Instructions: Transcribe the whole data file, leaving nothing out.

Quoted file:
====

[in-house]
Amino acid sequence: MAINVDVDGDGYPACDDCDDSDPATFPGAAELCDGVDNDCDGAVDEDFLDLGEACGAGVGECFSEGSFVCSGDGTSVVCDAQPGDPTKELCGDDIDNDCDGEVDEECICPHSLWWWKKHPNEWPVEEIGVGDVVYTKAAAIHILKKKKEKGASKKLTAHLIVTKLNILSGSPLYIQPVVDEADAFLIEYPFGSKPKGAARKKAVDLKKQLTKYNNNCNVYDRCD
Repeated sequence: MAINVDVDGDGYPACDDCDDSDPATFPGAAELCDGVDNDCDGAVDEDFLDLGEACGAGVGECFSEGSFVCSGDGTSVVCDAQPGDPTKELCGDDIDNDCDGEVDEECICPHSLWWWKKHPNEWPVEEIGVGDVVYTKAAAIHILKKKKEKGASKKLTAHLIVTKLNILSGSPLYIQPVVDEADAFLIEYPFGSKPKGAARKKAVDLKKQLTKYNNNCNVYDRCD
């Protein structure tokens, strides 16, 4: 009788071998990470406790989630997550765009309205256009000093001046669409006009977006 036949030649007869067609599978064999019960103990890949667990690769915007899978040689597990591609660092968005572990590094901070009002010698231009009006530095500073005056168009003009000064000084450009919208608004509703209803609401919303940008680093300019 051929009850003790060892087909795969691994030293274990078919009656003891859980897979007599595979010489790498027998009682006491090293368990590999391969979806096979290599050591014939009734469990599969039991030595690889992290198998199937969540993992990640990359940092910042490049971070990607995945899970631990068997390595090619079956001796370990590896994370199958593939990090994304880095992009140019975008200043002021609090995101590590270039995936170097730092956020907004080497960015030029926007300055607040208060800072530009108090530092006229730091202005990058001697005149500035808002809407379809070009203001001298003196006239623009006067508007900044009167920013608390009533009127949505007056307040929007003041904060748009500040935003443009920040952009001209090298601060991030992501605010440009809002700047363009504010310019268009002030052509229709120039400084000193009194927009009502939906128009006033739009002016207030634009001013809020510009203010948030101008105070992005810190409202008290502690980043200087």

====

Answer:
[in-house]
Amino acid sequence: MAINVDVDGDGYPACDDCDDSDPATFPGAAELCDGVDNDCDGAVDEDFLDLGEACGAGVGECFSEGSFVCSGDGTSVVCDAQPGDPTKELCGDDIDNDCDGEVDEECICPHSLWWWKKHPNEWPVEEIGVGDVVYTKAAAIHILKKKKEKGASKKLTAHLIVTKLNILSGSPLYIQPVVDEADAFLIEYPFGSKPKGAARKKAVDLKKQLTKYNNNCNVYDRCD
Repeated sequence: MAINVDVDGDGYPACDDCDDSDPATFPGAAELCDGVDNDCDGAVDEDFLDLGEACGAGVGECFSEGSFVCSGDGTSVVCDAQPGDPTKELCGDDIDNDCDGEVDEECICPHSLWWWKKHPNEWPVEEIGVGDVVYTKAAAIHILKKKKEKGASKKLTAHLIVTKLNILSGSPLYIQPVVDEADAFLIEYPFGSKPKGAARKKAVDLKKQLTKYNNNCNVYDRCD
């Protein structure tokens, strides 16, 4: 009788071998990470406790989630997550765009309205256009000093001046669409006009977006 036949030649007869067609599978064999019960103990890949667990690769915007899978040689597990591609660092968005572990590094901070009002010698231009009006530095500073005056168009003009000064000084450009919208608004509703209803609401919303940008680093300019 051929009850003790060892087909795969691994030293274990078919009656003891859980897979007599595979010489790498027998009682006491090293368990590999391969979806096979290599050591014939009734469990599969039991030595690889992290198998199937969540993992990640990359940092910042490049971070990607995945899970631990068997390595090619079956001796370990590896994370199958593939990090994304880095992009140019975008200043002021609090995101590590270039995936170097730092956020907004080497960015030029926007300055607040208060800072530009108090530092006229730091202005990058001697005149500035808002809407379809070009203001001298003196006239623009006067508007900044009167920013608390009533009127949505007056307040929007003041904060748009500040935003443009920040952009001209090298601060991030992501605010440009809002700047363009504010310019268009002030052509229709120039400084000193009194927009009502939906128009006033739009002016207030634009001013809020510009203010948030101008105070992005810190409202008290502690980043200087």